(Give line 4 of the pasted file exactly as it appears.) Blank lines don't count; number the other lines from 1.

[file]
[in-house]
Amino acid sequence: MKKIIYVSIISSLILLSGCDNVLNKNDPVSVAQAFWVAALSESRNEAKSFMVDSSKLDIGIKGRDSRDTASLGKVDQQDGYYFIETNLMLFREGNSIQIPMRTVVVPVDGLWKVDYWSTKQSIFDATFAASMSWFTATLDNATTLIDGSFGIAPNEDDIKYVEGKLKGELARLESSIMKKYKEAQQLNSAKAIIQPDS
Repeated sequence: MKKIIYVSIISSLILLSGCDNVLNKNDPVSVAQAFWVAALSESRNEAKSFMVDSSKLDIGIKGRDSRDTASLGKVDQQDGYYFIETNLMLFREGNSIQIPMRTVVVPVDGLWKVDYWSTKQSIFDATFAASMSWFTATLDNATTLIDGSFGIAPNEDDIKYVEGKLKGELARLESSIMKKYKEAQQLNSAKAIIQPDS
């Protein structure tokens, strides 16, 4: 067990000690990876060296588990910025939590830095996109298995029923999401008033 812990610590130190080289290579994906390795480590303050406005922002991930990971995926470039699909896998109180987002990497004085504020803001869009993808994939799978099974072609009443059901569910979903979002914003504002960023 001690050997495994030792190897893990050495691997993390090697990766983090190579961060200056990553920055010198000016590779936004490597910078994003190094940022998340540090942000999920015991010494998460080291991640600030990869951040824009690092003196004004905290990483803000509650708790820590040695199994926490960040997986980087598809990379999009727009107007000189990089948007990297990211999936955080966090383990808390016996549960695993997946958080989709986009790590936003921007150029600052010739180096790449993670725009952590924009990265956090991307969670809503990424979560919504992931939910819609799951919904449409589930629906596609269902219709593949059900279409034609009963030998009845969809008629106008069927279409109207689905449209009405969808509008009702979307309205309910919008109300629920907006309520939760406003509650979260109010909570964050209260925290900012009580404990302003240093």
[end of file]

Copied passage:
């Protein structure tokens, strides 16, 4: 067990000690990876060296588990910025939590830095996109298995029923999401008033 812990610590130190080289290579994906390795480590303050406005922002991930990971995926470039699909896998109180987002990497004085504020803001869009993808994939799978099974072609009443059901569910979903979002914003504002960023 001690050997495994030792190897893990050495691997993390090697990766983090190579961060200056990553920055010198000016590779936004490597910078994003190094940022998340540090942000999920015991010494998460080291991640600030990869951040824009690092003196004004905290990483803000509650708790820590040695199994926490960040997986980087598809990379999009727009107007000189990089948007990297990211999936955080966090383990808390016996549960695993997946958080989709986009790590936003921007150029600052010739180096790449993670725009952590924009990265956090991307969670809503990424979560919504992931939910819609799951919904449409589930629906596609269902219709593949059900279409034609009963030998009845969809008629106008069927279409109207689905449209009405969808509008009702979307309205309910919008109300629920907006309520939760406003509650979260109010909570964050209260925290900012009580404990302003240093």